Central Park in spring may be the most glorious public space on Earth. Flowering dogwoods and lilacs scent the air as children, sprung from being cooped up all winter, pack the playgrounds. Bicyclists and runners swirl around the six-mile grand loop, battling through the steep hills of Harlem to take in the skyline views farther south. High-end food carts sell waffles and organic fare. It’s hard to believe that 30 years ago, tourists would stand on 59th Street staring north, afraid to venture into the park. New York City’s green spaces are “certainly at a modern high point,” says Adrian Benepe, commissioner of the Department of Parks and Recreation (who started his career in 1979 as a park ranger and thus “worked in the parks system at its low point,” too).
But perhaps the most amazing thing about Central Park is how little tax money goes into maintaining it. Though it is still ultimately the city’s responsibility, the park has been managed since the 1980s by the nonprofit Central Park Conservancy, and it relies on private donations for most of its budget. The marriage between the city and the Conservancy has been a fruitful one. Can this model, known as a public-private partnership, restore and invigorate all of New York’s green spaces, including neighborhood parks in less affluent areas? It’s an important question, not only as the city faces tough fiscal times but as urban planners increasingly view parks as tools of economic development and public health.
New York has always been innovative with its green spaces. Looking north from a high floor in midtown, a visitor might think that city planners carved Central Park out of the skyscrapers. But the park was there first, opening in the 1850s. As architect and urbanist Witold Rybczynski once put it, Central Park was “out of scale with the needs of the time,” but Frederick Law Olmsted, who designed it and other city parks as well, was “looking ahead and seeing that the city’s going to grow around them and they’re really going to be necessary.” The same went for playgrounds. Seeing that children needed safe spaces for exercise and imagination in an era when child labor was still widespread, New York City opened the country’s first municipally built playground in Seward Park in 1903. The city now maintains more than 1,000 playgrounds.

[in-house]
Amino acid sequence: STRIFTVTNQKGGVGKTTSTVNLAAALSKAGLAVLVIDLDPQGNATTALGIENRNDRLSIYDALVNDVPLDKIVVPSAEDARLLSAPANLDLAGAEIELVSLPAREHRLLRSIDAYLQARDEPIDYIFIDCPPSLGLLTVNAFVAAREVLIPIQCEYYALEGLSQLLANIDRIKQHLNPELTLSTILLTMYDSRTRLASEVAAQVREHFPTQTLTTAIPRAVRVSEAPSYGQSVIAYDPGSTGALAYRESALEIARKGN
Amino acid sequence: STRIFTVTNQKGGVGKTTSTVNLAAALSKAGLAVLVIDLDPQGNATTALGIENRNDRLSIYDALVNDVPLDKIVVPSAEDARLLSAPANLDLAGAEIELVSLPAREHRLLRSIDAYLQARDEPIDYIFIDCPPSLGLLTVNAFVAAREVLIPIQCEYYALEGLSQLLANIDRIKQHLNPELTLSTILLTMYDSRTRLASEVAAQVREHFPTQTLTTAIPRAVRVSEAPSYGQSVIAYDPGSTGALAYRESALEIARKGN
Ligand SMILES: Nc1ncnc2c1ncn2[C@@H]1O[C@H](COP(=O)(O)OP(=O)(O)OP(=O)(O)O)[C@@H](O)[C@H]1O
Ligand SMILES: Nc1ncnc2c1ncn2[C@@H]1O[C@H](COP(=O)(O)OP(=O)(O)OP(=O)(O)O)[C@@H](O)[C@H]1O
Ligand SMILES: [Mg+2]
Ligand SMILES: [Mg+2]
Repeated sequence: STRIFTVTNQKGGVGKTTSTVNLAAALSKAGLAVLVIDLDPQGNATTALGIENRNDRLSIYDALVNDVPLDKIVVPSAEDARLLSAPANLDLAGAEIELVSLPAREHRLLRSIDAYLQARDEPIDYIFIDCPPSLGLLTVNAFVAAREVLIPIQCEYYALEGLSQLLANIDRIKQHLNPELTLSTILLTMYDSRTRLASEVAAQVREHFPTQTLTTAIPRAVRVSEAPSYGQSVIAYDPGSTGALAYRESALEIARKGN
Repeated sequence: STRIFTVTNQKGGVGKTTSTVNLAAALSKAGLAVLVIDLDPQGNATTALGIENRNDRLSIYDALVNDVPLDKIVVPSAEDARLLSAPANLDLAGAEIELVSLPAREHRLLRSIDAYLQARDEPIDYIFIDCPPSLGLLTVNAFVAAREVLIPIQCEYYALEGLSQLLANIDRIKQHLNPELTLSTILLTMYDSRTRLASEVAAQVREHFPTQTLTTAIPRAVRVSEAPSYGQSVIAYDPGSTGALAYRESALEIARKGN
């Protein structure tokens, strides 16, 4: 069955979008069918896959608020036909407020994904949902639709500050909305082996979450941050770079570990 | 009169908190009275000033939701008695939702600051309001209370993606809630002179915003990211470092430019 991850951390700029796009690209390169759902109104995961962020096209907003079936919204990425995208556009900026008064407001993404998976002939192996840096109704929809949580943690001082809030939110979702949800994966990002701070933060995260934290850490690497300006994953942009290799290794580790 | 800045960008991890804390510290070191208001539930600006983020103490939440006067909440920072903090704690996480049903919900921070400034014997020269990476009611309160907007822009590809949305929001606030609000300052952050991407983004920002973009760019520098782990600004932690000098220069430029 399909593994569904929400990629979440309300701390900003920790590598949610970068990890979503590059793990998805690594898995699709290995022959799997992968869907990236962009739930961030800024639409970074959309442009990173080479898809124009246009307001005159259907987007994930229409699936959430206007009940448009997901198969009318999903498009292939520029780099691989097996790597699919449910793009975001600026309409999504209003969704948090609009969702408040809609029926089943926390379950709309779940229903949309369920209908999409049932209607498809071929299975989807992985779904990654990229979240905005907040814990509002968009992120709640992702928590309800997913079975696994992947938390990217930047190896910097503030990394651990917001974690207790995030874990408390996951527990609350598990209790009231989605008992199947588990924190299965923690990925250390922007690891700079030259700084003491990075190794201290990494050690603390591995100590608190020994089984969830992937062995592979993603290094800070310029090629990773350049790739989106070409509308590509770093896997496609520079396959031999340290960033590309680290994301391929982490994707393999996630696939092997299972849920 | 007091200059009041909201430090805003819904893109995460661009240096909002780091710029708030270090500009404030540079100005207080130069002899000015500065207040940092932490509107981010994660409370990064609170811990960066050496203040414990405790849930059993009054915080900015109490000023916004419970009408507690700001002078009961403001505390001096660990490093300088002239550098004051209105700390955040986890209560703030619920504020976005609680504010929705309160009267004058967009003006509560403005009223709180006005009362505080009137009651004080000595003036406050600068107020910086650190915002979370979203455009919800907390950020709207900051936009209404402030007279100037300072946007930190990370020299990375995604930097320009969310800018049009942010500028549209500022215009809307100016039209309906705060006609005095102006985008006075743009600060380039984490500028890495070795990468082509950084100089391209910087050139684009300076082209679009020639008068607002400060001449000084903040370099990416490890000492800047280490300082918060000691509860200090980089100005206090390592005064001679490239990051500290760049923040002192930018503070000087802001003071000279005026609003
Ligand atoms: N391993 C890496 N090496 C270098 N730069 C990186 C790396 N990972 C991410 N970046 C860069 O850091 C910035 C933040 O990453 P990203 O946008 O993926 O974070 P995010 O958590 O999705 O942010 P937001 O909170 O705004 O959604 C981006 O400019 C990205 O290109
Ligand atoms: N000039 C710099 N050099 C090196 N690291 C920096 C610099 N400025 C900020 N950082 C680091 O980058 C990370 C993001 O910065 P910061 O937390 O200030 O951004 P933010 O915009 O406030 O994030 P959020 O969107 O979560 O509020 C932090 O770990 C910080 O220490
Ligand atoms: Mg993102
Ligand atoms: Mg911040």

These parks and playgrounds were once generously staffed. Steven Cohen, now executive director of Columbia University’s Earth Institute, grew up in Brooklyn in the 1950s and 1960s and remembers that “every park of any size had a building with a ‘parkie’ in it to give out equipment” and function as “the eyes and ears of the place.” That changed during the fiscal crisis of the 1970s, as the city went broke and cut its payroll. What happened next was a textbook case of the Broken Windows theory of crime: fewer “eyes and ears” and reduced park maintenance sent vandals, other criminals, and the homeless the message that no one would care if they populated the parks. At the same time, of course, New York was suffering a massive crime epidemic.
People who lived in New York in the 1970s and early 1980s still remember how forbidding the parks were in those dark days. Douglas Blonsky, now head of the Central Park Conservancy and thus Central Park’s administrator, recalls that when he started working there in 1985, most of the benches were broken and most surfaces sported layers of graffiti. “The Great Lawn was a dust bowl,” he says, at least when the weather was dry; when it rained, seas of mud meant that “you could barely walk through the park for days.” Benepe recalls landmarks like Belvedere Castle as “burned-out shells.”
Of course, Central Park wasn’t the total nightmare of popular imagination, with muggers around every corner. On sunny days, sunbathers used the meadows. David Beld, a competitive runner who moved to New York City in 1981 and now leads tours of Central Park, would jog around the loops. But he knew people whose bicycles had been stolen—and not in the usual way; rather, a thief would “knock a person off his bike and then steal the bike.” And this in a park that stretched through some of the country’s richest zip codes. Other parks, like those in Harlem and parts of Brooklyn and the Bronx, fared even worse, becoming so crime-ridden and overgrown that sensible parents figured that their children were better off inside watching TV.
But where “government had given up,” Benepe says, citizens stepped in. In 1980, landscape designer Elizabeth Barlow Rogers and others founded the Central Park Conservancy, whose original purpose was to raise money, stop the park’s decline, and restore several of its major landmarks. The city eventually gave the Conservancy the lion’s share of day-to-day control of the park. Because its workers weren’t organized into public-sector unions, the Conservancy had a great deal of freedom to institute private management practices—above all, emphasizing accountability. The park is now divided into 49 sections, with a master gardener responsible for the condition of each. About 85 percent of the Conservancy’s annual budget comes from private donations, mostly from people who live within a ten-minute walk of the park. “Obviously, it’s an incredible backyard, and look what it does to your real-estate values,” says Blonsky.
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